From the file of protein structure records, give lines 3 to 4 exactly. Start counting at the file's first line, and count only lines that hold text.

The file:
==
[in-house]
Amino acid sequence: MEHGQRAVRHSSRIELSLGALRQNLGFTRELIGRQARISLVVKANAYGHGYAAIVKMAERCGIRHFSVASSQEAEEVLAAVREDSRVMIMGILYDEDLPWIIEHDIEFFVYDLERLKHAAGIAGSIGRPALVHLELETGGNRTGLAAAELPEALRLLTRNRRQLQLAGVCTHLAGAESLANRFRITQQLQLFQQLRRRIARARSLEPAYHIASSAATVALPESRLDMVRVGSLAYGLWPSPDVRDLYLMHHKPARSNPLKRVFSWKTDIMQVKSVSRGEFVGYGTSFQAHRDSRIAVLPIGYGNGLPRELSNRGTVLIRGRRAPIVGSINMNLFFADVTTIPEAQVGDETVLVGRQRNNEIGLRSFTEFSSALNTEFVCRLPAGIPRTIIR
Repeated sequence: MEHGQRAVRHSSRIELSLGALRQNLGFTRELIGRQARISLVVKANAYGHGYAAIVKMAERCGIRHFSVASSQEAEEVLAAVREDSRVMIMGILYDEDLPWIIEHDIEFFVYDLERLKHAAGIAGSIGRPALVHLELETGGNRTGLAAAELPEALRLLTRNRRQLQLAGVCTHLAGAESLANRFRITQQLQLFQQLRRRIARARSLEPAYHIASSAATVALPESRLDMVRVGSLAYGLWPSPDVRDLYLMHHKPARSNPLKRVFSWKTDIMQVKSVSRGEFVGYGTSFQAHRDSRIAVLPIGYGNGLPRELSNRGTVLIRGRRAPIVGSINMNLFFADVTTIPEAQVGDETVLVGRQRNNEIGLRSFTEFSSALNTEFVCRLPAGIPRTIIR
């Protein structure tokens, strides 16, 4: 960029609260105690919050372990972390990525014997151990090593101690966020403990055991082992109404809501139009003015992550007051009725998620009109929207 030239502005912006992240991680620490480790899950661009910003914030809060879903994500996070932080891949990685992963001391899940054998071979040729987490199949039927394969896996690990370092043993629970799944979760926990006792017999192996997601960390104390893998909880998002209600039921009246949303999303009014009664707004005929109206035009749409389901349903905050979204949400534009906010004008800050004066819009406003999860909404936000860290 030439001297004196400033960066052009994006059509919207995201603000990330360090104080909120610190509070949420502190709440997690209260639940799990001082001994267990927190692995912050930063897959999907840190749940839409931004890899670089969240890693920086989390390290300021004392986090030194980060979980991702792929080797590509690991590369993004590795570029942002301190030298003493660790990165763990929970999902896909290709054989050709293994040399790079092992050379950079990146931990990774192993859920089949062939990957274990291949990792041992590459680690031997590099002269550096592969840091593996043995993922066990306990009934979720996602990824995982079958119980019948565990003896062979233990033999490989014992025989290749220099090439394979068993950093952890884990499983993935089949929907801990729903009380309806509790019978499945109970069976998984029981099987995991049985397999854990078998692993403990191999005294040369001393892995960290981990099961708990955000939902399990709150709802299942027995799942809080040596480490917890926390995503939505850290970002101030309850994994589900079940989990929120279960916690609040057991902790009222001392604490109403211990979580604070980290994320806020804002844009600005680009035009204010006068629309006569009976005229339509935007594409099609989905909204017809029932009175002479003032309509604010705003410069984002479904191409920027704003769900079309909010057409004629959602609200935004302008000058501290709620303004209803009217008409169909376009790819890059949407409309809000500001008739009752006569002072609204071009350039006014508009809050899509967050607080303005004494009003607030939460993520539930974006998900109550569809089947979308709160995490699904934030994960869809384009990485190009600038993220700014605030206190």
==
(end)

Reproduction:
Repeated sequence: MEHGQRAVRHSSRIELSLGALRQNLGFTRELIGRQARISLVVKANAYGHGYAAIVKMAERCGIRHFSVASSQEAEEVLAAVREDSRVMIMGILYDEDLPWIIEHDIEFFVYDLERLKHAAGIAGSIGRPALVHLELETGGNRTGLAAAELPEALRLLTRNRRQLQLAGVCTHLAGAESLANRFRITQQLQLFQQLRRRIARARSLEPAYHIASSAATVALPESRLDMVRVGSLAYGLWPSPDVRDLYLMHHKPARSNPLKRVFSWKTDIMQVKSVSRGEFVGYGTSFQAHRDSRIAVLPIGYGNGLPRELSNRGTVLIRGRRAPIVGSINMNLFFADVTTIPEAQVGDETVLVGRQRNNEIGLRSFTEFSSALNTEFVCRLPAGIPRTIIR
């Protein structure tokens, strides 16, 4: 960029609260105690919050372990972390990525014997151990090593101690966020403990055991082992109404809501139009003015992550007051009725998620009109929207 030239502005912006992240991680620490480790899950661009910003914030809060879903994500996070932080891949990685992963001391899940054998071979040729987490199949039927394969896996690990370092043993629970799944979760926990006792017999192996997601960390104390893998909880998002209600039921009246949303999303009014009664707004005929109206035009749409389901349903905050979204949400534009906010004008800050004066819009406003999860909404936000860290 030439001297004196400033960066052009994006059509919207995201603000990330360090104080909120610190509070949420502190709440997690209260639940799990001082001994267990927190692995912050930063897959999907840190749940839409931004890899670089969240890693920086989390390290300021004392986090030194980060979980991702792929080797590509690991590369993004590795570029942002301190030298003493660790990165763990929970999902896909290709054989050709293994040399790079092992050379950079990146931990990774192993859920089949062939990957274990291949990792041992590459680690031997590099002269550096592969840091593996043995993922066990306990009934979720996602990824995982079958119980019948565990003896062979233990033999490989014992025989290749220099090439394979068993950093952890884990499983993935089949929907801990729903009380309806509790019978499945109970069976998984029981099987995991049985397999854990078998692993403990191999005294040369001393892995960290981990099961708990955000939902399990709150709802299942027995799942809080040596480490917890926390995503939505850290970002101030309850994994589900079940989990929120279960916690609040057991902790009222001392604490109403211990979580604070980290994320806020804002844009600005680009035009204010006068629309006569009976005229339509935007594409099609989905909204017809029932009175002479003032309509604010705003410069984002479904191409920027704003769900079309909010057409004629959602609200935004302008000058501290709620303004209803009217008409169909376009790819890059949407409309809000500001008739009752006569002072609204071009350039006014508009809050899509967050607080303005004494009003607030939460993520539930974006998900109550569809089947979308709160995490699904934030994960869809384009990485190009600038993220700014605030206190």